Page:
When local governments want to publicize upcoming events, they don’t just post them on their websites — they go to the local newspaper.
They do this because they know that the local media are the most effective way of to get information to their constituents. Lawmakers long have recognized this, too. That’s why Illinois requires each of its more than 800 public school districts to publish an annual statement of affairs in local newspapers.
Yet every so often, the complaints rise anew that these notices, which are placed in the newspapers at discounted advertising rates, are burdensome.
The latest proposal, HB 2485, would remove the requirement that school districts publish financial information in local newspapers.
These statements are detailed reports on the financial activities of the local government that is by far the largest beneficiary of homeowners’ property tax bills. They tell, in detail, how much of our property taxes are spent each year on education, operations and maintenance, debt service, transportation and other categories.
They also list the names of people employed by the district and the contractors with which it does business. Looking them over, you can see how many people earn salaries of more than $90,000 a year, for example, or which companies are the district’s largest vendors.
This is important information, and it is important that citizens continue to be presented with it on an annual basis in the newspaper. Removing that requirement in favor of just having the information posted in a hard-to-find corner of the internet — if indeed it is posted at all — would be a move toward more government secrecy.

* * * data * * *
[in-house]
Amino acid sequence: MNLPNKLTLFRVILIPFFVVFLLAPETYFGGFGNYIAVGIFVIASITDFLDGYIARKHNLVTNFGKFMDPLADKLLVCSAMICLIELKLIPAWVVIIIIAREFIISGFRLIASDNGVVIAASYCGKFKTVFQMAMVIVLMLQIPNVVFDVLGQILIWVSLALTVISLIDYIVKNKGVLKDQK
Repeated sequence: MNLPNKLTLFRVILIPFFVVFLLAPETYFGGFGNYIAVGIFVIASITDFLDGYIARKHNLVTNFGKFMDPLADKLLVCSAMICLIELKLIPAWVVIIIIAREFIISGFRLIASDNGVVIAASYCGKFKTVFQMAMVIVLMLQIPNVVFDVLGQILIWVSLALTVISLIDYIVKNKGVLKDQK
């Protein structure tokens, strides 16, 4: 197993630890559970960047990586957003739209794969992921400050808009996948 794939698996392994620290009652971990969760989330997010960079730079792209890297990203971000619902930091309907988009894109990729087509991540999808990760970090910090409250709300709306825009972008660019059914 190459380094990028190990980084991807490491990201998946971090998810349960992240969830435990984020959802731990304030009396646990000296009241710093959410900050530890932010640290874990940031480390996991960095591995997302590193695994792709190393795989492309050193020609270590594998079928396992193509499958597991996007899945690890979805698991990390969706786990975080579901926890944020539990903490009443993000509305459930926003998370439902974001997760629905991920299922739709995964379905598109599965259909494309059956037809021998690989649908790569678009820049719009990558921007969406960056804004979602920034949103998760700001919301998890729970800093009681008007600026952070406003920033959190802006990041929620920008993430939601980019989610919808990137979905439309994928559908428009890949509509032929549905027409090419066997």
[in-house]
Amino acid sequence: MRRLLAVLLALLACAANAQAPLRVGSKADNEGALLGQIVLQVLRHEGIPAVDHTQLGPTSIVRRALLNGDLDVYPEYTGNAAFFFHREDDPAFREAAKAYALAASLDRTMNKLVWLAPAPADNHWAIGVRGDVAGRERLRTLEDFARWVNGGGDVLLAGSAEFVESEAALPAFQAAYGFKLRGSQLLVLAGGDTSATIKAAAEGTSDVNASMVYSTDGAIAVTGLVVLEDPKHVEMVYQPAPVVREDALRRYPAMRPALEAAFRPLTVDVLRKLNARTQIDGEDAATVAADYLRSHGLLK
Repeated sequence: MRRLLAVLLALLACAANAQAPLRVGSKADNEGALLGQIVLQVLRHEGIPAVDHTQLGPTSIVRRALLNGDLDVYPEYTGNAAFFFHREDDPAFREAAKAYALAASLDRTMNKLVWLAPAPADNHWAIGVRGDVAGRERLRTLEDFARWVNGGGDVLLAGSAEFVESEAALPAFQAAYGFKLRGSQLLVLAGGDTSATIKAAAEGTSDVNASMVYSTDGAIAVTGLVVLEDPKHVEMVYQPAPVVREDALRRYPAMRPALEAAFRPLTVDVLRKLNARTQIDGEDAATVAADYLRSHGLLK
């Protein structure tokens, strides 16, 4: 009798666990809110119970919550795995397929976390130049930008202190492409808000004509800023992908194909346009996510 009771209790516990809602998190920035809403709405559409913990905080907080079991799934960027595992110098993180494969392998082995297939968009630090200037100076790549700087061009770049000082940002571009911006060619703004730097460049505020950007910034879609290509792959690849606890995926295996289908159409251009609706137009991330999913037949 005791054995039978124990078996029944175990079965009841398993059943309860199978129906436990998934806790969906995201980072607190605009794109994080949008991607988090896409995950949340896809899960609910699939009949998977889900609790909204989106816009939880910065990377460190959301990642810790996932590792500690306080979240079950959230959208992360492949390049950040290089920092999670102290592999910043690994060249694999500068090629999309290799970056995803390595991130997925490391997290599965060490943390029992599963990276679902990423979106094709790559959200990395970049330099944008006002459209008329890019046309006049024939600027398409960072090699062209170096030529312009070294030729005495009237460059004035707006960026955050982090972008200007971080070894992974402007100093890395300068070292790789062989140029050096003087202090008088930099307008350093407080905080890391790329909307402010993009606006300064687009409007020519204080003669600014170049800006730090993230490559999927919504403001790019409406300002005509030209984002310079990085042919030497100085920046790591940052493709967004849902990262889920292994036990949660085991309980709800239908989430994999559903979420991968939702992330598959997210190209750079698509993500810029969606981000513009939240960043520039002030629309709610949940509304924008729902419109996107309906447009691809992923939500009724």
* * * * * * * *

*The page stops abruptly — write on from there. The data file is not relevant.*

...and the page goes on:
For one, people won’t look for this information on their own. This is what newspapers do: Present readers with information. For those who do seek it out, legal notices from every newspaper in Illinois already are available online a publicnoticeillinois.com, which is maintained free of charge by the Illinois Press Association.
For another, many school districts will not post this information online, and no one will ensure that all 800 do so. Ample proof exists that many government bodies already fail to live up to requirements about posting information online.
Utah is the only state to remove the requirement that public bodies post public notices about their activities. They did so in 2009; by 2011 the requirement was reinstated because local governments were not meeting the requirements online.
The same would be true here. A recent study by the Citizens Advocacy Center of more than 750 public body websites in Illinois found that only three-quarters posted notices of upcoming meetings, less than 60 percent complied with posting meeting agendas, and less than half complied with the requirement to post approved meeting minutes on their website.
We have not seen any data that suggests local government will save any appreciable money by not having to publish public notices. And the public certainly will not be better served.
Newspapers are the most reliably published source of local information in our society today. It’s why we call what they print “the record.”
Removing the requirement that school districts publicly disclose a detailed account of their finances in local newspapers is not reform. It is regression. The General Assembly should vote down the proposal.